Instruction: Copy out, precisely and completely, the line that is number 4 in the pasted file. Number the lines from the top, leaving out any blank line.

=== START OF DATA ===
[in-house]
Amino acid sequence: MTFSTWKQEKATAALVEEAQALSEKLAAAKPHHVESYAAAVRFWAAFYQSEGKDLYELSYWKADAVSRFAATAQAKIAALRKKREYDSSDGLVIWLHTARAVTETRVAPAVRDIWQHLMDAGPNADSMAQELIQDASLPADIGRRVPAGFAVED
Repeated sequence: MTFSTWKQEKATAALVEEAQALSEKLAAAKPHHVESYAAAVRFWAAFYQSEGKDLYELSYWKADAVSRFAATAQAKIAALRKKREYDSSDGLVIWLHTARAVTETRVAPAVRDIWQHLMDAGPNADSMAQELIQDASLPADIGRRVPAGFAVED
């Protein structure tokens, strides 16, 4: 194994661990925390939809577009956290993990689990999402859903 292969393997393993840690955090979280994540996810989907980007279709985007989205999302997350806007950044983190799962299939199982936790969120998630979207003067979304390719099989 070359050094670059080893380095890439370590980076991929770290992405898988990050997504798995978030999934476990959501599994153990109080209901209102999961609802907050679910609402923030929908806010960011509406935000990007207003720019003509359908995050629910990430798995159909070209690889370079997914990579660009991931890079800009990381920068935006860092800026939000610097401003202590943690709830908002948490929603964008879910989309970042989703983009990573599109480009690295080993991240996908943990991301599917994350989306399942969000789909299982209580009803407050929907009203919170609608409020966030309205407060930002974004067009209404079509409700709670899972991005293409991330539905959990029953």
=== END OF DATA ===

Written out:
């Protein structure tokens, strides 16, 4: 194994661990925390939809577009956290993990689990999402859903 292969393997393993840690955090979280994540996810989907980007279709985007989205999302997350806007950044983190799962299939199982936790969120998630979207003067979304390719099989 070359050094670059080893380095890439370590980076991929770290992405898988990050997504798995978030999934476990959501599994153990109080209901209102999961609802907050679910609402923030929908806010960011509406935000990007207003720019003509359908995050629910990430798995159909070209690889370079997914990579660009991931890079800009990381920068935006860092800026939000610097401003202590943690709830908002948490929603964008879910989309970042989703983009990573599109480009690295080993991240996908943990991301599917994350989306399942969000789909299982209580009803407050929907009203919170609608409020966030309205407060930002974004067009209404079509409700709670899972991005293409991330539905959990029953």